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How Much Energy Does A Fan Use?
Fans are a great way to save energy since they allow you to set your thermostat higher in the summer and still feel comfortable. How much energy fans use depends on the size of the motor, pitch of the blades and what speed is selected. Savegreenly recently tested the power use of fans, air purifiers and humidifiers and found a big difference in how many watts they each drew.
Testing A Box Fan's Energy Use
The first fan we tested, shown above, was a common box fan which sells at discount stores for around $30. This model is made by Galaxy. We hooked the Kill a Watt power meter up to the fan and measured 103 watts of energy use on the high setting. On the medium setting the fan used 77 watts and on low power use of the fan was 56 watts. Overall that's not unreasonable, considering how much air the fan moved. If the fan was used in a living room and it allowed a family to turn up the AC thermostat a few degrees, or even turn off the air conditioning system entirely, it would be a worthwhile use of energy. It should be noted that fans do not cool the room, they only cool people. They work by evaporating perspiration from our skin and only if we are in the room are they worth running. You should always turn a fan off when leaving a room for more than a few minutes. It is a fallacy that things like fans and lights use more energy to start up than could be saved by turning them off.
Galaxy Box Fan Energy Consumption Test Results: 105 watts on high, 77 watts on medium, 56 watts on low.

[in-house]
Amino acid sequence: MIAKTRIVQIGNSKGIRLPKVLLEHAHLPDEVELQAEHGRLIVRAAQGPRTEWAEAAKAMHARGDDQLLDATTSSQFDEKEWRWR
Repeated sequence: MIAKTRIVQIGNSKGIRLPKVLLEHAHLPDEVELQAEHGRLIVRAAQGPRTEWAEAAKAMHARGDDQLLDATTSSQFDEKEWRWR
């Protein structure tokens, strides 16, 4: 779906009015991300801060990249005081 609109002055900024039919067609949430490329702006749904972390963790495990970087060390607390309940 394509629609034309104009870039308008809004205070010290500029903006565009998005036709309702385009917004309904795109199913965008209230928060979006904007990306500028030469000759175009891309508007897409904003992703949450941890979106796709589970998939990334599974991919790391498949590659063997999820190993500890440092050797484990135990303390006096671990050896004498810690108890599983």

Testing A Compact Table Top Fan's Energy Consumption
Small fans may be used on a bedside table to keep you comfortable at night, again allowing you to raise the thermostat in summer a few degrees. Small fan energy consumption is not nearly as much as larger box fans, although they don't move as much air and aren't practical for large rooms.
We tested a smaller countertop fan made by Massey, shown above.
Results: This small fan drew 28 watts of power on high, 25 watts on medium and 20 watts on low.
Power Use Of Window Fans
I use several window fans to draw in outside air during the springtime. They are a great way to delay when you have to start using your air conditioner in hot climates. Some window fans are reversible, allowing you to draw hot air out of upstairs windows and some, such as the model shown above, made by Holmes, feature a thermostat which turns the fan on when temperatures reach a certain level. We tested the amount of energy used by this window fan in the off, high, medium and low settings.
Results: This window fan drew 61 watts on high, 52 watts on medium and 48 watts on low. In the off position it drew two watts for the thermostat circuit.
These fans offer a good amount of air flow for the wattage used.
What Does It Cost To Run A Fan?
The cost to run a small box fan depends on how many watts it uses and how often it is used. As an example let's use the Galaxy fan seen above, running on the medium setting for ten hours a day. If we figure that our energy costs are ten cents per kilowatt (your cost may be different), and that the fan uses 77 watts of energy on medium, we can do the calculation as follows. 10 hours x 77 watts = 770 watt hours or .77 Kwh. At a cost of ten cents per Kwh your daily cost to run a fan would be 7.7 cents a day. That's a pretty good value as energy use goes.
How Much Energy Do Ceiling Fans Use?
Ceiling fan energy is is a bit harder to test since you can't plug them into a power use meter. Going by manufacturer labeling and information posted on the websites of ceiling fan manufacturers such as Hunter, you'll find that ceiling fan energy use in watts ranges from around sixty watts (high) to over two hundred watts for some models. Before buying any ceiling fan make sure it bears the Energy Star label. You want a ceiling fan to move enough air to be practical, so try to balance power consumption and cubic feet of air moved per minute.